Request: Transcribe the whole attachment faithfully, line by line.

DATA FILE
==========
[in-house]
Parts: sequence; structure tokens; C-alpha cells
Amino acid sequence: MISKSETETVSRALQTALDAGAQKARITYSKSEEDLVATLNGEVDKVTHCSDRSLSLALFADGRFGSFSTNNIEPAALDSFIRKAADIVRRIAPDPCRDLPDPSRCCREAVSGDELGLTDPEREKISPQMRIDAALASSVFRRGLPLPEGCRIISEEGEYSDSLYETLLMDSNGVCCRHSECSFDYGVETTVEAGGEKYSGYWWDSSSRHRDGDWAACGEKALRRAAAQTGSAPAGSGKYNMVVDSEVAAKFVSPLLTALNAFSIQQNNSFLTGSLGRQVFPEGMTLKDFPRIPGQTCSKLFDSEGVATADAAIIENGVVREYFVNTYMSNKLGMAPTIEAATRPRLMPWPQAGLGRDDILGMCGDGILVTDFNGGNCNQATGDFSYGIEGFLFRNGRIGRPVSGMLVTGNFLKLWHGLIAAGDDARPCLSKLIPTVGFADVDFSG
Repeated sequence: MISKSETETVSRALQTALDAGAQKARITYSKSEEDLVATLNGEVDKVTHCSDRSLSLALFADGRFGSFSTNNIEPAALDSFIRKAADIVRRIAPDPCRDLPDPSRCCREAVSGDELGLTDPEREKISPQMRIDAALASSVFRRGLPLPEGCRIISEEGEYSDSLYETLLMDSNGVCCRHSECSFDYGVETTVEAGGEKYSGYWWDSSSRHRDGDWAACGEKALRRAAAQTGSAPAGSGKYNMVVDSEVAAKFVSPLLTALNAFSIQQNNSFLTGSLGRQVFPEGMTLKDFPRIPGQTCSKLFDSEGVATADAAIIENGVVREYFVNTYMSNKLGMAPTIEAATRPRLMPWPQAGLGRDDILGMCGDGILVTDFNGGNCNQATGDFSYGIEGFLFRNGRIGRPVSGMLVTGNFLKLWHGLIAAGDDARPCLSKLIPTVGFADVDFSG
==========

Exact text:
[in-house]
Parts: sequence; structure tokens; C-alpha cells
Amino acid sequence: MISKSETETVSRALQTALDAGAQKARITYSKSEEDLVATLNGEVDKVTHCSDRSLSLALFADGRFGSFSTNNIEPAALDSFIRKAADIVRRIAPDPCRDLPDPSRCCREAVSGDELGLTDPEREKISPQMRIDAALASSVFRRGLPLPEGCRIISEEGEYSDSLYETLLMDSNGVCCRHSECSFDYGVETTVEAGGEKYSGYWWDSSSRHRDGDWAACGEKALRRAAAQTGSAPAGSGKYNMVVDSEVAAKFVSPLLTALNAFSIQQNNSFLTGSLGRQVFPEGMTLKDFPRIPGQTCSKLFDSEGVATADAAIIENGVVREYFVNTYMSNKLGMAPTIEAATRPRLMPWPQAGLGRDDILGMCGDGILVTDFNGGNCNQATGDFSYGIEGFLFRNGRIGRPVSGMLVTGNFLKLWHGLIAAGDDARPCLSKLIPTVGFADVDFSG
Repeated sequence: MISKSETETVSRALQTALDAGAQKARITYSKSEEDLVATLNGEVDKVTHCSDRSLSLALFADGRFGSFSTNNIEPAALDSFIRKAADIVRRIAPDPCRDLPDPSRCCREAVSGDELGLTDPEREKISPQMRIDAALASSVFRRGLPLPEGCRIISEEGEYSDSLYETLLMDSNGVCCRHSECSFDYGVETTVEAGGEKYSGYWWDSSSRHRDGDWAACGEKALRRAAAQTGSAPAGSGKYNMVVDSEVAAKFVSPLLTALNAFSIQQNNSFLTGSLGRQVFPEGMTLKDFPRIPGQTCSKLFDSEGVATADAAIIENGVVREYFVNTYMSNKLGMAPTIEAATRPRLMPWPQAGLGRDDILGMCGDGILVTDFNGGNCNQATGDFSYGIEGFLFRNGRIGRPVSGMLVTGNFLKLWHGLIAAGDDARPCLSKLIPTVGFADVDFSG